When Fok’s daughter was just three months old, she and her husband started bringing her to local parks and green areas. They let her explore nature, picking up dry leaves or grabbing fists full of sands and soil.
“It’s never too early to foster a connection between children and nature,” she says. “Besides, the sunshine and fresh air are good for their health.”
As for indoor activities, Fok brings her daughter regularly to exhibitions about nature and wildlife and lets her read picture books relating to environmental protection. One of her daughter’s favourite books is Tidy by Emily Gravett. The book tells the story of a badger, who tries to keep the forest “tidy” by removing every tree, but soon realises the consequence of his mistake.
Fok believes that it’s important for children to learn to respect nature from a young age, because they will help to preserve it in the future. “It’s not a problem if they don’t understand everything in the beginning,” says Fok. “As long as we keep passing on the information, they will learn more and more as they grow up.”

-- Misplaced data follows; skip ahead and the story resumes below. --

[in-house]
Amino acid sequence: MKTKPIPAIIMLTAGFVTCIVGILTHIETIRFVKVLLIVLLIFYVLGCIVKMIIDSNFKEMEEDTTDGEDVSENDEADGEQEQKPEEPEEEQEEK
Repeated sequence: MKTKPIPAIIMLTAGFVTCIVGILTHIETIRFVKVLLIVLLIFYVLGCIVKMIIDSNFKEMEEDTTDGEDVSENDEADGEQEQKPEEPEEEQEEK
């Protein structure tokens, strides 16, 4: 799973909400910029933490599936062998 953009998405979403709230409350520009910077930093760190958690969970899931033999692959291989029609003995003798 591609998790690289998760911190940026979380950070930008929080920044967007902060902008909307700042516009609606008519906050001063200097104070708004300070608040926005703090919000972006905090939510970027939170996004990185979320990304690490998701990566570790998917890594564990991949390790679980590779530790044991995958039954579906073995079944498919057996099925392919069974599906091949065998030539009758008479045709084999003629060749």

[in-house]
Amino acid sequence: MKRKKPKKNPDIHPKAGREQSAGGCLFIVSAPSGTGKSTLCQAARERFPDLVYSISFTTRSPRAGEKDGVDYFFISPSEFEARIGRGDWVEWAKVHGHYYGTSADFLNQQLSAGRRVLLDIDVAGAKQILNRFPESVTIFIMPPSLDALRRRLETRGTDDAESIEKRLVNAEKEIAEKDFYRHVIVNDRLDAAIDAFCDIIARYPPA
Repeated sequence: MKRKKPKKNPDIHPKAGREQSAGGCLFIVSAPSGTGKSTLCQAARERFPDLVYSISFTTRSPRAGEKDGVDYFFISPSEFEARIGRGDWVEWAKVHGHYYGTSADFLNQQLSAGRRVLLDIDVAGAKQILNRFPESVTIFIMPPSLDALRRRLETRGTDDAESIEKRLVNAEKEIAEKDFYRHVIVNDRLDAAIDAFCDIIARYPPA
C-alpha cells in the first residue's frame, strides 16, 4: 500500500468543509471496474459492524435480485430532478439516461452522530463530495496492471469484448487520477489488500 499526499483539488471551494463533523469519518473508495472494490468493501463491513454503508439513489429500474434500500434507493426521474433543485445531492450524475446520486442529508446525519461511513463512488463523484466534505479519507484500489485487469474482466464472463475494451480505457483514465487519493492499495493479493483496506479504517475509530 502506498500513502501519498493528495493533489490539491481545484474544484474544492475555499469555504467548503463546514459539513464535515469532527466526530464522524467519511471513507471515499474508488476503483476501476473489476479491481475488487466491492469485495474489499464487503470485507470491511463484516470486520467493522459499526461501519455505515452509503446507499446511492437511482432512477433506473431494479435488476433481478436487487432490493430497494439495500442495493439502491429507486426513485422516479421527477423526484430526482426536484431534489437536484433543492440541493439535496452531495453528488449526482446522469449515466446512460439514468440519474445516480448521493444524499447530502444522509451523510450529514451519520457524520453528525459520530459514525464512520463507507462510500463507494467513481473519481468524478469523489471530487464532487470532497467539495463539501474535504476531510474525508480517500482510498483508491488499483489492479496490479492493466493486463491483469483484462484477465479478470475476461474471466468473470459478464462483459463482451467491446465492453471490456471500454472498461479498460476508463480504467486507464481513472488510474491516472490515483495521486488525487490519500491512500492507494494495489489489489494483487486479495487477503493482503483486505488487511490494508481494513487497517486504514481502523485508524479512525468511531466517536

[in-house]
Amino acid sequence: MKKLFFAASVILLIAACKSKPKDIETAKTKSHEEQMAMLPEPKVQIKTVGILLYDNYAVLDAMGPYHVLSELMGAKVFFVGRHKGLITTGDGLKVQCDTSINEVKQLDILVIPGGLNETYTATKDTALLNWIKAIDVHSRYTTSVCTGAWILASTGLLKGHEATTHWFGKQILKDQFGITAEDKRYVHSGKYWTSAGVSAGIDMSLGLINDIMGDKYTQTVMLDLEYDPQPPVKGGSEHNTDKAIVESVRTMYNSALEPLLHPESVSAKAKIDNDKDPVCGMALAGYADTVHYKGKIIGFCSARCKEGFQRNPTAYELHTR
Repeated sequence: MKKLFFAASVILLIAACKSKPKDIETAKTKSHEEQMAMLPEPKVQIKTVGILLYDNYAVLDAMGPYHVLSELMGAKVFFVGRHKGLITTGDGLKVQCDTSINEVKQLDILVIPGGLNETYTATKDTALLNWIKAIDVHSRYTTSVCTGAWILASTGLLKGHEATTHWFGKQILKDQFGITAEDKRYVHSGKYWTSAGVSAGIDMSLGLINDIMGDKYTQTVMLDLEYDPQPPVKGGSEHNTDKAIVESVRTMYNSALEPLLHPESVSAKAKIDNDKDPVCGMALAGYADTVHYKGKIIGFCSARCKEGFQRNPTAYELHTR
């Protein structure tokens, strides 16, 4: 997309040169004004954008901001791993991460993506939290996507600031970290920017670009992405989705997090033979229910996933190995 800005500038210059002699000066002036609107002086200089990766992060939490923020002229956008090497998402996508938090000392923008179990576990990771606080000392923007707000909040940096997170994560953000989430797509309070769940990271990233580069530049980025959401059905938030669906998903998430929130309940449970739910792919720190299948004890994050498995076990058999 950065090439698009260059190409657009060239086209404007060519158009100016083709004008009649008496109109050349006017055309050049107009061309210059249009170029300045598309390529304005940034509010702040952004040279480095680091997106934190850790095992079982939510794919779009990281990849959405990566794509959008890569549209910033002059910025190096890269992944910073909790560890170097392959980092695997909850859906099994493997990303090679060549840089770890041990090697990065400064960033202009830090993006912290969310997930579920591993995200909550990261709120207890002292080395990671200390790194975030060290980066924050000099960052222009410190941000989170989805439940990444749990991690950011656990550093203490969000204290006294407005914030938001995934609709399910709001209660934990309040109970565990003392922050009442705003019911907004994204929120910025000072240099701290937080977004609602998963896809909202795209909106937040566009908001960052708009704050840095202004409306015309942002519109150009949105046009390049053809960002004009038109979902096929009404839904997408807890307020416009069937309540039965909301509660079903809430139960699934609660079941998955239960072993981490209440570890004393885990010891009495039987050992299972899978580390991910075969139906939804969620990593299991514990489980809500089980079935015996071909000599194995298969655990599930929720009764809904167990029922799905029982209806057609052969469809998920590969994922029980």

6. Set an example
Santos says she talks to her children about the impact of climate change. But instead of sparking fears and worries, she focuses on action and hope.
This approach seems to be working: For instance, her children have learnt to divide their waste into various materials such as plastic, glass and metal. They bring their own water bottles and if needed, opt for drinks in glass bottles or aluminium cans, which have a higher recycling rate than plastic.
On the bright side, she has observed more parents in Macao making small, impactful changes. For instance, instead of birthday gifts, they might ask guests to make donations to charity organisations. This shift, she says, can send a positive message to children.
“When it comes to educating children, the parents need to set an example,” she says. “How can you expect them to be environmentally friendly, when you are being wasteful in front of their eyes?”